- Precision design and fabrication of scientific instruments, manufacturing machines, and medical devices
- Synthesis and self-organization of nanofilaments, such as carbon nanotubes, and their composites
- Bottom-up self-assembly of 2D/3D nanoparticle structures and block copolymers
- Patterning of biomolecular systems and biointerfaces
For more info, please visit www.nanoproductlab.org
In an ongoing study, we are exploring the design and characterization of multifunctional surfaces and bulk metallic-forms that are composed of nano-scale grain structures. In another study, we are developing new in situ methodologies for examining the mechanics of deformation and microstructure evolution in micro-scale deformation processing. Recently, we have begun a new study aimed at developing scalable routes for manufacturing hierarchical nano-scale topographies in polymeric materials, as well as the development of novel photomechanical machines that are actuated, controlled and assembled exclusively with light.
Applications of our research include the development of high performance structural and functional materials, innovative biomedical components with tunable functional and mechanical properties, as well as the utilization of novel biomimetic hierarchical nano-architectures in engineering applications.
The primary mission of the Stochastic Modeling, Analysis and Control (SMAC) Laboratory, co-directed by Drs. Jeffrey Kharoufeh and Lisa Maillart, is to support doctoral-level research that addresses the mathematical modeling, analysis and control of engineering, service and other systems that have inherently stochastic elements. Research in the lab emphasizes analytical and computer-based modeling of such systems (e.g., energy, reliability, maintenance, production, telecommunications, inventory, medical decision making, healthcare operations, healthcare policy), and their optimization by exploiting applied probability, stochastic processes and stochastic optimal control techniques (e.g., completely and partially observed Markov decision processes).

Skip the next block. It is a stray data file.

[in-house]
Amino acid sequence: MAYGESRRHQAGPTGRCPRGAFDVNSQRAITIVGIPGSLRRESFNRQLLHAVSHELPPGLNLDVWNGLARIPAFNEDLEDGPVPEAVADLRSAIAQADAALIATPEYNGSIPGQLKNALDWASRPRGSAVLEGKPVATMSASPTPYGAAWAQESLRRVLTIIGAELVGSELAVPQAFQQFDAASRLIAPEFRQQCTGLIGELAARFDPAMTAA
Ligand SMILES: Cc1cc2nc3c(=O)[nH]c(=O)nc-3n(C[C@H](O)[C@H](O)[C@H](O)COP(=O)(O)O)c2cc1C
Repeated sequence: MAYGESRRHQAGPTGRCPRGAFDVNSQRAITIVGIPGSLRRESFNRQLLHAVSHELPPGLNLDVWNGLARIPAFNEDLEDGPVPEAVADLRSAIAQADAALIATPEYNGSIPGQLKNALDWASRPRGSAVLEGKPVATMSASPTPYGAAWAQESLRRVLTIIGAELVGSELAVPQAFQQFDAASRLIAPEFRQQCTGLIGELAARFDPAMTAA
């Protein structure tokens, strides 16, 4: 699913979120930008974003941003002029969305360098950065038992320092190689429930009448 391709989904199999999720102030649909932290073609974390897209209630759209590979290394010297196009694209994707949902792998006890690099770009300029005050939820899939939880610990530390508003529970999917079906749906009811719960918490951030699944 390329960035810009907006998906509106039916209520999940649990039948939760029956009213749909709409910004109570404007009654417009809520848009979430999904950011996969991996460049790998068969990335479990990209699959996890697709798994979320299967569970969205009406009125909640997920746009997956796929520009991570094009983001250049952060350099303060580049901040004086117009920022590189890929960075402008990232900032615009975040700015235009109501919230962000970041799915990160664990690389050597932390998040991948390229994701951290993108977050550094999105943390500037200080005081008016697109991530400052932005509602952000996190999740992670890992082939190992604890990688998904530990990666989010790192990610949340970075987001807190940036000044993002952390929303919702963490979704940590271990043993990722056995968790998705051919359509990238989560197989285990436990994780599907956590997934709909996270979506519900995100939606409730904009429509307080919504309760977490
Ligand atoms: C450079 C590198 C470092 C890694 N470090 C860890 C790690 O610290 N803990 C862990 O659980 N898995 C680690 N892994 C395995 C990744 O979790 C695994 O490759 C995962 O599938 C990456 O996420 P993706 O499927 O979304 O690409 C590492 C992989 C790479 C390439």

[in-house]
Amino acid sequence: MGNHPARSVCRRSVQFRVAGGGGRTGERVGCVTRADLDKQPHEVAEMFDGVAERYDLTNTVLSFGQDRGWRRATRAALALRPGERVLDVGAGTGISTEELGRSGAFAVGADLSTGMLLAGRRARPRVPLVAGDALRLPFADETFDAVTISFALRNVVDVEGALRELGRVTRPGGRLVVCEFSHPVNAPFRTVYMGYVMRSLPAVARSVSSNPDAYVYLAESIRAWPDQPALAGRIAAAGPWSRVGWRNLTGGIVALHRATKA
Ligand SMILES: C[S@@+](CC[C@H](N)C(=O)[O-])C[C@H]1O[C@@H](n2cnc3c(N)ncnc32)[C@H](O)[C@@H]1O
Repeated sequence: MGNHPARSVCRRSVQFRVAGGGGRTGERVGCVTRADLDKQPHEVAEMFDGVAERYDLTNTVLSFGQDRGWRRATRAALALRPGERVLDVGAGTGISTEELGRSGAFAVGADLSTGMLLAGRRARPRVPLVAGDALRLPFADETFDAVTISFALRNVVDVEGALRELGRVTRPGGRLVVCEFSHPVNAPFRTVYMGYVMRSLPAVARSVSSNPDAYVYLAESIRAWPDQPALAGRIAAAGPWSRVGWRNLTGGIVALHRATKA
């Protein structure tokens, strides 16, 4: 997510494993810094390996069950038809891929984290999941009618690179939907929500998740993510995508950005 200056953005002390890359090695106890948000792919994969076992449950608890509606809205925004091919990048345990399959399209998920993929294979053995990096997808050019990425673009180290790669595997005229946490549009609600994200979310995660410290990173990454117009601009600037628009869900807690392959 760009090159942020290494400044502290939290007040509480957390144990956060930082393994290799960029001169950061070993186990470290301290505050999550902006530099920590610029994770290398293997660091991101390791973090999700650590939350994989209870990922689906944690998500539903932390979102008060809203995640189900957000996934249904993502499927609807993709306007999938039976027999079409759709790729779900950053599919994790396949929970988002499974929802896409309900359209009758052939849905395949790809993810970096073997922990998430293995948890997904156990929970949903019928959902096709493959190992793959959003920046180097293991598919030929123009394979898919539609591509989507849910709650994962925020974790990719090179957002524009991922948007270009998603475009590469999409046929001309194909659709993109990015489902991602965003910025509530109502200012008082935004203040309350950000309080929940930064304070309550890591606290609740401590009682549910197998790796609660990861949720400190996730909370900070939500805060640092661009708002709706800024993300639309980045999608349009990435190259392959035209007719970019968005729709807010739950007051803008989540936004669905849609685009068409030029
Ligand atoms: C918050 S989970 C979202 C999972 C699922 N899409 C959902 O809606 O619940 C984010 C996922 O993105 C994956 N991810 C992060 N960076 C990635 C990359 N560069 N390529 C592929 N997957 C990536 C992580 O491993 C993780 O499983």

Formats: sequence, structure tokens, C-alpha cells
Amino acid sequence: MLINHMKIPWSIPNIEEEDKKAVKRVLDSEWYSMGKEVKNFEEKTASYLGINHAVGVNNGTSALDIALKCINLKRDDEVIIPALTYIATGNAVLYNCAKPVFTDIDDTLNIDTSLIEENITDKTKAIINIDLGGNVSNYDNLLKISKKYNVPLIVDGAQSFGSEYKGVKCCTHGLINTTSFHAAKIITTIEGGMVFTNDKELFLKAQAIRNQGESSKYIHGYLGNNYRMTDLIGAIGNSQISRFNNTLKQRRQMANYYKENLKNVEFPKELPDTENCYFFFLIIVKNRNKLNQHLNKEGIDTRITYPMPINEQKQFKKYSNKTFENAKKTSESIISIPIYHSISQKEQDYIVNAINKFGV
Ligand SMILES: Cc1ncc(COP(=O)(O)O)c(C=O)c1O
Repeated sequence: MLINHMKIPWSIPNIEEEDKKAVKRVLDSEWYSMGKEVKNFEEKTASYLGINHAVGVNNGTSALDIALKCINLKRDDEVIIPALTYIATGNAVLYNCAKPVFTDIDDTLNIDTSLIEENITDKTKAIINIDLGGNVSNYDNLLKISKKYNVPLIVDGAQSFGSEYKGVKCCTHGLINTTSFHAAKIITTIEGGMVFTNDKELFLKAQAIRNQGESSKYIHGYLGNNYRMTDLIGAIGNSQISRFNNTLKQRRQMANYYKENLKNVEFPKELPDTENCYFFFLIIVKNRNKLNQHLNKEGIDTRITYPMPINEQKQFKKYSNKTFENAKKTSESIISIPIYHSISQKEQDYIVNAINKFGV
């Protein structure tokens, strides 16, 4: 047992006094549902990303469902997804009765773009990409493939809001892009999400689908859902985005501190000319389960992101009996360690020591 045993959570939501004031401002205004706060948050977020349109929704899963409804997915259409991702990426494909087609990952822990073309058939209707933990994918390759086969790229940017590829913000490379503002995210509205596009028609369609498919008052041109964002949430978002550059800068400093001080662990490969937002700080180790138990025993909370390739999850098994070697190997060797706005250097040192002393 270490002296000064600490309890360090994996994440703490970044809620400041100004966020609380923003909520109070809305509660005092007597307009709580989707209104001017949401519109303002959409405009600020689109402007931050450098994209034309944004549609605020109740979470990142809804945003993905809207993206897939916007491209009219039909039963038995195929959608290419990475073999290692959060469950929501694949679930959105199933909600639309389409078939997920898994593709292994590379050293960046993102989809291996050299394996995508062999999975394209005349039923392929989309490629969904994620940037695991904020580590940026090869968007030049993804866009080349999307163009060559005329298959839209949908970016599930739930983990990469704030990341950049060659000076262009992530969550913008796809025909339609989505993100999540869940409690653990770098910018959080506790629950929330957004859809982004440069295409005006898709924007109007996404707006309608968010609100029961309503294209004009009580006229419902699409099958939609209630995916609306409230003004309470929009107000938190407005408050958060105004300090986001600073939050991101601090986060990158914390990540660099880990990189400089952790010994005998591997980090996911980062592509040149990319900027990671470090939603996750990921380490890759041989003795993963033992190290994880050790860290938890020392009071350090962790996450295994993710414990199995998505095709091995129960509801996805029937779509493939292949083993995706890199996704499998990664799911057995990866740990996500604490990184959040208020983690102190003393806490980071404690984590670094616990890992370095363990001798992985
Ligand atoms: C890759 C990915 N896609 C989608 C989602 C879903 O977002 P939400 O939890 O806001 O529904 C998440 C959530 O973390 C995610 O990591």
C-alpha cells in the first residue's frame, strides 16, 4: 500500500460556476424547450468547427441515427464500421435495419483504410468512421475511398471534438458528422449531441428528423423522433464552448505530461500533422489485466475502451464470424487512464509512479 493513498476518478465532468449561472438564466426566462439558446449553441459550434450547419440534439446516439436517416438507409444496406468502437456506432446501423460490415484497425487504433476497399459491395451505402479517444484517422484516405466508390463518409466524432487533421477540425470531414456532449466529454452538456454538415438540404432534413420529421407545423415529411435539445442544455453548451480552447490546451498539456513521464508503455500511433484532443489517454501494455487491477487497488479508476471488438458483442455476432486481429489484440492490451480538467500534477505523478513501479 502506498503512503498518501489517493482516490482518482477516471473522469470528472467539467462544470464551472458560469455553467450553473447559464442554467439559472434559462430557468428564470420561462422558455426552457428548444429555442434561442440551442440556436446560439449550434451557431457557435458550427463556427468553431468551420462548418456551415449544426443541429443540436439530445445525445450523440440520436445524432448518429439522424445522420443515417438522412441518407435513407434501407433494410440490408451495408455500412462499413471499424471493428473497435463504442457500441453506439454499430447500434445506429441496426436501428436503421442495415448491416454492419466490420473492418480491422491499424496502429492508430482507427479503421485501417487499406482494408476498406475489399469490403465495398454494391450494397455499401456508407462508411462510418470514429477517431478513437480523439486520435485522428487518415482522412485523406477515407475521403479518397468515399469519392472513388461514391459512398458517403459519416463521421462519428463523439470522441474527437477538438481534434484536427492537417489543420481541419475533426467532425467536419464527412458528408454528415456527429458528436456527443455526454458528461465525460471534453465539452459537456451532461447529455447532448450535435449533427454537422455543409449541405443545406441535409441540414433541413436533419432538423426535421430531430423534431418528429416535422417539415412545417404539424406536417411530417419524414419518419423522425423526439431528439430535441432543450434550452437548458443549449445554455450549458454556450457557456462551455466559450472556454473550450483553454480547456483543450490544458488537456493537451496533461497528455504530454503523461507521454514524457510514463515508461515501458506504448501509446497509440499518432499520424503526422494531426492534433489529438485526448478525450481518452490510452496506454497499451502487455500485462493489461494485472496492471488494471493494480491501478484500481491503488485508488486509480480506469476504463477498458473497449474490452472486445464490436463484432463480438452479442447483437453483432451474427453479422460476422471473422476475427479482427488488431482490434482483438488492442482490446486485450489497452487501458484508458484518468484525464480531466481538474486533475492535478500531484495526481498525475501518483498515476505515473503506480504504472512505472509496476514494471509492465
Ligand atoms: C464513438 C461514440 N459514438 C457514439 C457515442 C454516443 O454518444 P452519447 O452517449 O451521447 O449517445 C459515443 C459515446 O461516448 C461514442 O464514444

This collaborative laboratory’s aim is to generate, analyze and provide viable solutions to complex, often sequential, decision-making problems in uncertain environments. The SMAC Lab is primarily funded through grants from the National Science Foundation, the U.S. Department of Defense, the U.S. Department of Veterans Affairs and other governmental agencies. Current research thrusts in the laboratory include:
- the modeling, analysis and optimization of energy storage systems;
- maintenance optimization of wind energy systems;
- degradation-based reliability modeling and evaluation;
- data-driven, adaptive maintenance planning models;
- spare parts inventory modeling and control;
- dynamic optimal control of service systems;
- co-sourcing and pricing in customer contact centers;
- medical decision making applications in organ transplantation,
- cardiac device care and therapy sequencing;
- healthcare operations applications in vaccine administration and donor milk processing;
- health policy applications in organ allocation and paid sick days legislation.